The United States Citizenship and Immigration Services is infamous for taking up plenty of time when it comes to processing applications and providing them with entry if they do end up being permitted. In fact, the system in the United States, compared to other countries, is rather slow. For the new year, there is talk that processing times will be sped up to help all visa applicants. Since 2020 was a slow year for immigration, people are expecting major changes in 2021.
Choose Fong Ilagan to Support You Through the Process
If you’ve been thinking about applying for permanent residency or want to become a U.S. citizen, there is no better place than Fong Ilagan to get started. Full of reliable and hard-working attorneys, we can get you where you need to be. Contact us today to learn more about how we can initiate the process.
Immigration has shaped the United States and other countries in many ways. It’s safe to say that the more immigration we witness and experience, the more it impacts our way of life. We have reached a point where our economy, society, and the government are more diverse than it has ever been! And, of course, that’s something to be proud of. Although, some people aren’t aware of the basics when it comes to immigration, and that’s completely okay. We’re here to help with that. The experts at Fong Ilagan know everything there is when it comes to immigration. We want to share our knowledge with you.
¾ of the U.S. Population: Naturalized Citizens and Authorized Residents Combined
Almost a decade ago, half of the U.S. population was made up of immigrants, despite their status. Now, in 2020, we can say the same, except the percentage has gone up by 25%. The vast majority of immigrants that make up that percentage have been living in the United States as either naturalized citizens or authorized housing residents for ten years or more.
80% of Immigrants Come from Asia or Latin America
More than a century ago, the vast majority of immigrants were coming from European countries. Now, most immigrants come from countries from Latin America or Asia, including India, China, Cuba, El Salvador, and Mexico. We still see plenty of European immigrants, but they do not compare to the numbers Latin American and Asian immigrants are bringing in.
The Economy Grows at an Increasing Rate
Researchers and analysts have found that immigration raises total economic output, thanks to the increasing number of workers who come to the United States as immigrants. More specifically, foreign-born workers contribute about two trillion dollars every year. That can also be estimated at 10% of annual GDP.
High-skilled Immigrations Encourages Innovation
Immigrants tend to work in fields that require advanced education, including STEM, which encourages research, professional work, school work and studies, and anything of the sort in all fields. This is due to the fact that immigrants bring ideas that may be different from native-born innovators, which in turn inspires more work and creativity.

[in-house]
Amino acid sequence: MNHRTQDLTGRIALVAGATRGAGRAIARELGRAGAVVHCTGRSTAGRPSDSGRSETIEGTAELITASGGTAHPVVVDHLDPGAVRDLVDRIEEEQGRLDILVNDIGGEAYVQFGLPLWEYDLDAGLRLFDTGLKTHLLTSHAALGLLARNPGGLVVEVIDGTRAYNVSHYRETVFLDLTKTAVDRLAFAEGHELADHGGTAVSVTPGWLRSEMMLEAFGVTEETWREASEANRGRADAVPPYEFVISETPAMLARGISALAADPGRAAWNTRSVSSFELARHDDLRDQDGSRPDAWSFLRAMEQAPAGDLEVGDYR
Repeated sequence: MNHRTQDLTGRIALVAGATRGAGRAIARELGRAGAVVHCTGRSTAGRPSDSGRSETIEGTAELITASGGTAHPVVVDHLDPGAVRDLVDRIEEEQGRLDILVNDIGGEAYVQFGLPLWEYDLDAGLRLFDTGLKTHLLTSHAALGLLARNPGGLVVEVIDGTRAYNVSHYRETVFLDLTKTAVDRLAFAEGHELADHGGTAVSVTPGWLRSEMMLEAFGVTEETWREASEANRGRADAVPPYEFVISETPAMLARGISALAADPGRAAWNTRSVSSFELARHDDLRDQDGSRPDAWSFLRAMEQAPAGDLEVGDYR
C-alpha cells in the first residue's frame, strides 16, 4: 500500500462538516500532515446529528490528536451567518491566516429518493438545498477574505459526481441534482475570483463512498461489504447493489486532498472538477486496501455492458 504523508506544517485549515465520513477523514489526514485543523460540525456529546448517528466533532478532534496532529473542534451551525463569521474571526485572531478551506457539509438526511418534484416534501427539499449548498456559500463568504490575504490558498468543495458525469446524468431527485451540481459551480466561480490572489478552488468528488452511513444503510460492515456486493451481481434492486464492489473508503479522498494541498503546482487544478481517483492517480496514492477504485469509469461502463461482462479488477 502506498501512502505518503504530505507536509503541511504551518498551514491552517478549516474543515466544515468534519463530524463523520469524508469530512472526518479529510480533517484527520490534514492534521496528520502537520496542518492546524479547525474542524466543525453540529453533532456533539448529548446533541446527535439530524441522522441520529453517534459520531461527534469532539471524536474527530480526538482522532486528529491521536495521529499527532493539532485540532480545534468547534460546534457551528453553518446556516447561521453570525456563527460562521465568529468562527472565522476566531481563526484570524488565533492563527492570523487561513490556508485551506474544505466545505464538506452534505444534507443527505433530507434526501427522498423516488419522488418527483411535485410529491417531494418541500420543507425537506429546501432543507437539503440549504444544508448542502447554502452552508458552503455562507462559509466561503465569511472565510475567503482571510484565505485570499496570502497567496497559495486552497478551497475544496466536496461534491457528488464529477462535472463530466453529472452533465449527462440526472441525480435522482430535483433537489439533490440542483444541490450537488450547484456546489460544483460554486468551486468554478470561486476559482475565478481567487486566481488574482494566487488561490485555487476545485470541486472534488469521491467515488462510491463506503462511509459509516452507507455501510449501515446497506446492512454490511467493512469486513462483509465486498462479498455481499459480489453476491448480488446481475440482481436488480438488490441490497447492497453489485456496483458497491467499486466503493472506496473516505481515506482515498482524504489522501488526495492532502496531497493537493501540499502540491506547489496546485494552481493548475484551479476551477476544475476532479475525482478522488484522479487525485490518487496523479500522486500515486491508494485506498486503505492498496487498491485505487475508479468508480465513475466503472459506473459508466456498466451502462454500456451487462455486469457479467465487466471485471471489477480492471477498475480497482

Additionally, They Push For More Job Availability
Because more immigrants are coming in, this means that there is a large dependency on businesses that are essential for everyday life. Thus, employers must bring in more jobs when there is more customer traffic. Additionally, immigrants account for high numbers in taxes, which also supports tax-based jobs such as education.
U.S. Immigration Does Not Account for Crime Rates
Immigration is not a factor when it comes to analyzing rates of crime in the United States. In fact, it has been found that immigrants are less likely to commit crimes or to be incarcerated than native-born individuals. Also, crime rates are lowest in states that have higher numbers of immigrants.
Immigrants Often Start Their Own Businesses
In addition to encouraging job availability in the United States, immigrants often tend to start their businesses instead of looking for a job once they get here. Immigrants are twice as likely to create their own businesses than citizens born in the United States.
More Immigrant Men Come to the U.S. Compared to Immigrant Women
More immigrant men tend to come to the United States due to financial support and finding a job. Often, if these men have families, it will take a couple of years before they decide to sponsor their families. The families, most of the time, grow in their native country and then settle in the U.S.
Immigrants Are More Likely to Receive a Doctorate Than Natives
As we mentioned earlier, immigrants are more inclined to complete advanced education as opposed to U.S. natives. With that being said, we see more and more immigrants receiving their doctorate, making them twice more likely compared to U.S. natives.
Children of Immigrants Will Most Likely Work In the Same Occupations as Children of Natives
Although many immigrants establish their own businesses, their children are less likely to follow their paths. Children of immigrants are more inclined to take on jobs or employment that we usually find with children of natives of the United States, which, in turn, decreases their chances of working in the field of STEM.
Contact Fong Ilagan to Learn More
Fong Ilagan is always here to answer any questions you may have. Even more, we want to help everyone with their goals in terms of citizenship and lawful status. Contact us today to learn about how we can assist you.